Tanzania’s population swells by 16 million in a decade

In 10 years, Tanzania’s population grew from 44.9 million to 61.7 million; representing a 16 million expansion.

Of the country’s total population, 31.7 million are females, and 30 million are males.

This is according to the results from the sixth Population and Housing Census conducted by Tanzania National Bureau of Statistics.

Presenting the report on Monday in Dodoma, the capital, President Samia Hassan, said the census results showed there are 59.8 million people in Tanzania mainland and 1.9 million in the Zanzibar islands.

See also  Kenya wants FIFA football ban suspensed

The population rise prompted President Hassan to warn about the challenges posed by the expanding numbers, noting that it is a burden when it comes to allocating resources and delivering social services.

(Tanzanian President, Samia Suluhu Hassan, unveiling the 2022 Population and Housing Census in Dodoma. PHOTO | IKULU)

“Such population might not be a big deal for a huge country like ours but it’s a burden when allocating resources and delivering social services,” she said.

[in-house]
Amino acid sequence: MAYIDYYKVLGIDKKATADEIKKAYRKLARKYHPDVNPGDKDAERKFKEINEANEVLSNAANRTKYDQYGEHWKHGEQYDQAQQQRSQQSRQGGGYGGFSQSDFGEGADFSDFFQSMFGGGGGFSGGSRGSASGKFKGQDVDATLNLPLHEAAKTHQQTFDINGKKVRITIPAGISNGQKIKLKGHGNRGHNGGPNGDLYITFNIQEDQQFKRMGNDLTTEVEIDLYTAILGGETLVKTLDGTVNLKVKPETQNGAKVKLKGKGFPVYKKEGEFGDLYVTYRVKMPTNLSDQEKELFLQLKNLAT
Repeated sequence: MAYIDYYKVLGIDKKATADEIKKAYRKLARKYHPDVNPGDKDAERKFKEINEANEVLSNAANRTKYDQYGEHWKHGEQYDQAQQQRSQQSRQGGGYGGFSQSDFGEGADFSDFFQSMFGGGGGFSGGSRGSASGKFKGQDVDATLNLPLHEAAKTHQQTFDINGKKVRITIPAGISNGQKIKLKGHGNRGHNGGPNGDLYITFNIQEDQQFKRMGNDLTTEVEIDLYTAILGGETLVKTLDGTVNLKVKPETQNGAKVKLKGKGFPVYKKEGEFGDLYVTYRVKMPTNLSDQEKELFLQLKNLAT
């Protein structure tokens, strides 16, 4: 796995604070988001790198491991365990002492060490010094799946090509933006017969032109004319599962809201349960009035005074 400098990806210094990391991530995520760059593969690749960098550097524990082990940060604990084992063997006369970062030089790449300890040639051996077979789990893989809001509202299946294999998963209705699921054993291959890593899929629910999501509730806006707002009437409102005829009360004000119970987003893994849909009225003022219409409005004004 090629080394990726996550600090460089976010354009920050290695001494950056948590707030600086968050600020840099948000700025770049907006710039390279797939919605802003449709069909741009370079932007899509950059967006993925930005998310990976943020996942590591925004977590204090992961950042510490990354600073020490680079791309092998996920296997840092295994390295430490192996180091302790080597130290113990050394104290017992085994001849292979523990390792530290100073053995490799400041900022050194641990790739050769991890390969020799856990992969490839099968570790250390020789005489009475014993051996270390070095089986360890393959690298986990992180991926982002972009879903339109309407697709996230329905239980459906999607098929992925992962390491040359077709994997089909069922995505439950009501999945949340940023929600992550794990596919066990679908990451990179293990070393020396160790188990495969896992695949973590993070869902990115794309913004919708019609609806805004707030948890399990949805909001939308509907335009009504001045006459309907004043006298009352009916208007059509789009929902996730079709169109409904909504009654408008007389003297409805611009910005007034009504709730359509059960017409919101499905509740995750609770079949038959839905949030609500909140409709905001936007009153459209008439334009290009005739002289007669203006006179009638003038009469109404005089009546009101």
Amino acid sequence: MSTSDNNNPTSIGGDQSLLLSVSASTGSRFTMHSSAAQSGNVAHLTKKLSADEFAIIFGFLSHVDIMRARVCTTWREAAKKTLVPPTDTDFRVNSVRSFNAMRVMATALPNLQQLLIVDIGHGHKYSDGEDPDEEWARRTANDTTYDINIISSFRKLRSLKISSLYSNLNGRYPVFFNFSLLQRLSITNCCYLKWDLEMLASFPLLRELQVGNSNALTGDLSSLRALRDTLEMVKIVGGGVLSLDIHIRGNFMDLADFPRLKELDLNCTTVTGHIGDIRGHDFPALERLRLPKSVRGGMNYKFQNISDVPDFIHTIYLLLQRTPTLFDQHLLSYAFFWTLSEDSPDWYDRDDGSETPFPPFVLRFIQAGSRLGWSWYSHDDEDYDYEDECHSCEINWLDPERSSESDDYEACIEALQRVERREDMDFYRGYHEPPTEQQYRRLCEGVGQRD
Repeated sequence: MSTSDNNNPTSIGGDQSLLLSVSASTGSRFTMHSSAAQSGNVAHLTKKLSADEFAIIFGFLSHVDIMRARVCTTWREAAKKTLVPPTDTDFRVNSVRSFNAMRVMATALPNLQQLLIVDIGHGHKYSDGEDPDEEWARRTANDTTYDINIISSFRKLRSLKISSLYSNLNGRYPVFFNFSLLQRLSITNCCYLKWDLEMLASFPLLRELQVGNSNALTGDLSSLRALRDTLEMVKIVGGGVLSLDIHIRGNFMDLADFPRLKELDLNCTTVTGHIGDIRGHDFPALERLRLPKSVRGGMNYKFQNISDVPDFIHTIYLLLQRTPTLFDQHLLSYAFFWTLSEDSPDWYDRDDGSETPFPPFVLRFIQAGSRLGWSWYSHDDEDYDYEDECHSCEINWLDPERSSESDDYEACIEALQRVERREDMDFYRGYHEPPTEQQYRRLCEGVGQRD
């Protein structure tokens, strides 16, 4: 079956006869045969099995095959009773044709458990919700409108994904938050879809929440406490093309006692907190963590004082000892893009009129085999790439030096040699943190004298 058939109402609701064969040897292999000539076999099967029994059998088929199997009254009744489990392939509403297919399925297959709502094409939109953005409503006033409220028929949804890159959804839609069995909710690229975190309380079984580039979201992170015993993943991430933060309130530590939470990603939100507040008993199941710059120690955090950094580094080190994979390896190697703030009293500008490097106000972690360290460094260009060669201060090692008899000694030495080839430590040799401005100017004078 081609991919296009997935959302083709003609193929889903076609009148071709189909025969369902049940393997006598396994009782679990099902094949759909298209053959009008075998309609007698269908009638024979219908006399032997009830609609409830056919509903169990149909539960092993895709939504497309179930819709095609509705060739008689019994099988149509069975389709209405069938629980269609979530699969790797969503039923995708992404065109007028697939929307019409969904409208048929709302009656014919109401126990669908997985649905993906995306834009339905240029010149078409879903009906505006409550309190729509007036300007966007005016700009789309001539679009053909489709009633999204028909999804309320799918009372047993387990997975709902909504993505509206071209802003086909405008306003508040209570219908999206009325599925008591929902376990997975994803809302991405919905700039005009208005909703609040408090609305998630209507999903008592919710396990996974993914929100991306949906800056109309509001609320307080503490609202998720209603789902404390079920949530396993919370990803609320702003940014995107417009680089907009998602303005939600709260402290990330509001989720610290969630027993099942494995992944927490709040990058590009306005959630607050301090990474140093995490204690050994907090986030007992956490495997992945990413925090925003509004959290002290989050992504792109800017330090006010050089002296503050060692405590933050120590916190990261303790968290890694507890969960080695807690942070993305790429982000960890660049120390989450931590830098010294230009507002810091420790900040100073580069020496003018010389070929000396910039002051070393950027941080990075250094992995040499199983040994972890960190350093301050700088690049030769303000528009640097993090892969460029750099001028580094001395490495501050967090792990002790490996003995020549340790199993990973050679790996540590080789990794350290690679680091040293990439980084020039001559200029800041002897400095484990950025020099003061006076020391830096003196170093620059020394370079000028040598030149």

Pointing out that the country’s population was projected to reach 151.2 million in 2050, the President said “We need to start preparing development projects for these people and make necessary reforms in our policies to match with the current numbers”.

See also  Russian fertilizer vessel heads for West Africa

Dar es Salaam, the commercial hub, is the most populous region, with 5.38 million people, followed by Mwanza with 3.69 inhabitants, while the semi-autonomous archipelago of Zanzibar is now home to 1.9 million people; an increase of 600,000.

Tanzania has a high fertility rate of 4.8 births per woman and a high birth rate of 36.2 births per 1,000 people.

See also  Rescuers search for missing Tanzanian plane passengers after crash
(Tanzania mother and child USAID)

Earlier last month, President Samia Hassan called for better birth control in the east African country, as against the stance of her predecessor, John Magufuli, who said it was unnecessary and described contraceptive users as “lazy”.

She gave this after a visit to the west of Tanzania, where she learned that more than 1,000 children had been born in a single clinic in one month.

Related Articles

Leave a Reply

Your email address will not be published. Required fields are marked *

Back to top button